Tailoring your PR strategy with Generational Targeted Marketing
“We have the power to make this the best generation of mankind in the history of the world or to make it the last” – John F. Kennedy
Generational Targeted Marketing looks at how peoples’ values, lifestyles and attitudes are shaped by the history that dominates their formative years. This, in turn, influences the respective consumer group’s responses to products, services, causes, political views and even jobs.
The current six American generations marketers focus on are: the Pre-Depression Generation, the Depression-Era Generation, Baby Boomers, Generation X, Generation Y, and Generation Z. In this post we’re considering what touches the hearts and minds, motivates action, and best reaches each of the of three priority generations for marketers (or, shall I say, the generations that currently have the greatest purchasing power ) — Baby Boomers, Generation X and Generation Y.
- Baby Boomers (1946-1964)
Boomers are busy people. Often referred to as the “sandwich generation,” they are juggling kids, parents and careers, so time is of the essence. As such, they respond to things that make their lives easier. But you’d better get your point across quickly and concisely, since they don’t often take time to read lengthy marketing messages.
Also keep in mind that Boomers, as Generational Targeted Marketing expert Ann Fishman describes, are focused on their own youth, and are “anti-authoritarian.” They don’t respond to celebrity endorsements but rather want their own expertise and value showcased in the messages they receive, along the lines of “You’re important to our success” and “We need you.” So stick with communications methods that enable you to personalize your message and convey the Boomer’s value in the equation, such as through special events and recognition programs, direct mail, face-to-face conversations, and e-mail.
In the world of social media, Facebook is preferred over Twitter, which Boomers consider too impersonal.
- Gen X (1965-1981)
Gen X-ers demand an honest, straightforward approach. This generation is extremely market-savvy. X-ers have been shopping all their lives – on TV, on the Internet and at the mall – in fact it is a part of their social lives. Yet, members of this generation often need reassurance that their purchasing decisions are sound. You must show them that you know what you are talking about and remember that they expect you to deliver on your marketing promises.
With respect to communication style, their preference is informal. Speak to them using frank, straightforward and non-threatening language. Members of Generation X also crave details, so give them plenty of access to information and keep them in the loop by asking for their feedback and sharing information with them regularly. Also, make good use of group events and try to inspire word-of-mouth recommendations from their acquaintances. Remember to use such communication methods as the Internet, email, multimedia, word-of-mouth, social events, and peer gatherings.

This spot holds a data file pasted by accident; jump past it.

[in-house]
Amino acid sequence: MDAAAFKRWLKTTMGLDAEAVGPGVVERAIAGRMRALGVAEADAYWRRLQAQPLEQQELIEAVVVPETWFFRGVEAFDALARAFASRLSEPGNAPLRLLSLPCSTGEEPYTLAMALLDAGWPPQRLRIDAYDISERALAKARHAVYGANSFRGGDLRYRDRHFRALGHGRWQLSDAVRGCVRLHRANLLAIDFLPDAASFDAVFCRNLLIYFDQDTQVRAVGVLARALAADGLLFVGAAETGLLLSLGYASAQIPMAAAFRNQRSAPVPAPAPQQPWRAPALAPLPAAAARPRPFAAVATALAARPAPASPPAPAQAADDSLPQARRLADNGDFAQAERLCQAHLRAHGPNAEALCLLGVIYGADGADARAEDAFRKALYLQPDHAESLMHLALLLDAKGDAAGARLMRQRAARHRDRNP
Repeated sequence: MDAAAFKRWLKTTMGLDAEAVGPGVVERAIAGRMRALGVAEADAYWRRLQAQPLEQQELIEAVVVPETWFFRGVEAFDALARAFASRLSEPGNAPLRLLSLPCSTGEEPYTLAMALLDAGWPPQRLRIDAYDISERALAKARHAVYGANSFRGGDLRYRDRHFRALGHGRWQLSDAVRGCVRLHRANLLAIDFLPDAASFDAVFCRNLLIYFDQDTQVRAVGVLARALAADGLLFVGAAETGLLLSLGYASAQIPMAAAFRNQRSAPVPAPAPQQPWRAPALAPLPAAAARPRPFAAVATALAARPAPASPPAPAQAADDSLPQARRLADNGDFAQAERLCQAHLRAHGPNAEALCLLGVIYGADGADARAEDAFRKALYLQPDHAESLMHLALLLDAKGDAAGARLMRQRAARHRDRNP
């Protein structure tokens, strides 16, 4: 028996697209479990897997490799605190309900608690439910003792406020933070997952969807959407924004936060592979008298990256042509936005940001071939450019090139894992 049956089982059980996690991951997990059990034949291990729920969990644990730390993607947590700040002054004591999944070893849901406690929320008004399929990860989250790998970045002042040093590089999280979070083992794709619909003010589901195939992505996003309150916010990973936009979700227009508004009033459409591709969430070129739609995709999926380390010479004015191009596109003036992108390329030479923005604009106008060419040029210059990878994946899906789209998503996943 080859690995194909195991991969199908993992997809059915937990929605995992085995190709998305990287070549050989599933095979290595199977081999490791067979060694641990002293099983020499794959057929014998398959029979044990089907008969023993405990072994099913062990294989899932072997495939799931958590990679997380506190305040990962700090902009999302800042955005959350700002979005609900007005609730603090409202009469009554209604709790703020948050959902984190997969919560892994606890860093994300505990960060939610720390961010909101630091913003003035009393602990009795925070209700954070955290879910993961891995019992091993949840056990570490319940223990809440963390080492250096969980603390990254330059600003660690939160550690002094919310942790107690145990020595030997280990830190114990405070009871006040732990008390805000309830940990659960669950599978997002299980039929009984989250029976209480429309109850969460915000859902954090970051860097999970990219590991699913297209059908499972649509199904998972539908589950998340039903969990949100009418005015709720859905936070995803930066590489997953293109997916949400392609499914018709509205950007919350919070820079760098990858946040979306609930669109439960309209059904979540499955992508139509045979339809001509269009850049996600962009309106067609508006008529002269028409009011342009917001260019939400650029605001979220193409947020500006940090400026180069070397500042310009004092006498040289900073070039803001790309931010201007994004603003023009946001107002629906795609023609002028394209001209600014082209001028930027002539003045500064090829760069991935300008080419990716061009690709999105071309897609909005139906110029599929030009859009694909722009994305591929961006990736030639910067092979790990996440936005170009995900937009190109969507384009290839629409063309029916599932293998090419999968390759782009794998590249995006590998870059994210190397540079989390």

- Gen Y (1982-2000)
Also referred to as Millennials or “echo boomers,” they are the children of Boomers, currently ages 13 to 31. Their lives are impacted by a weak economy and in many cases over-protective “helicopter” parents. As a result, many Gen Ys are living at home longer. Members of this generational group are attracted to brands at an early age and remain loyal. To Y-ers, a brand name means a company stands behind its product, it is of a certain quality and it is recognizable to peers.
Growing up “connected” this generation is especially responsive to Internet campaigns. They process information quickly and respond to innovative marketing approaches and advertising that uses humor or is “outside the box” encouraging companies to be continually more creative with media and promotional themes to engage this audience.
A combination of online, offline, and word-of-mouth channels works best for reaching Generation Y. Public relations tactics to create buzz is also very effective for reaching this group. Use e-mail, voice-mail, the Internet, multimedia, direct mail catalogs, magazines, college and high school newspapers, websites, school based media boards, college guides, and sponsored events. At the same time, remember that interest in television is less than any other generation.
Each and every generation has unique expectations, experiences, lifestyles, values, and demographics that influence behaviors and buying choices. At the same time, many businesses are reaching out to multi-generational consumers and trying to understand and gain the attention of diverse buyers. How do you tailor your marketing efforts to accommodate the generations?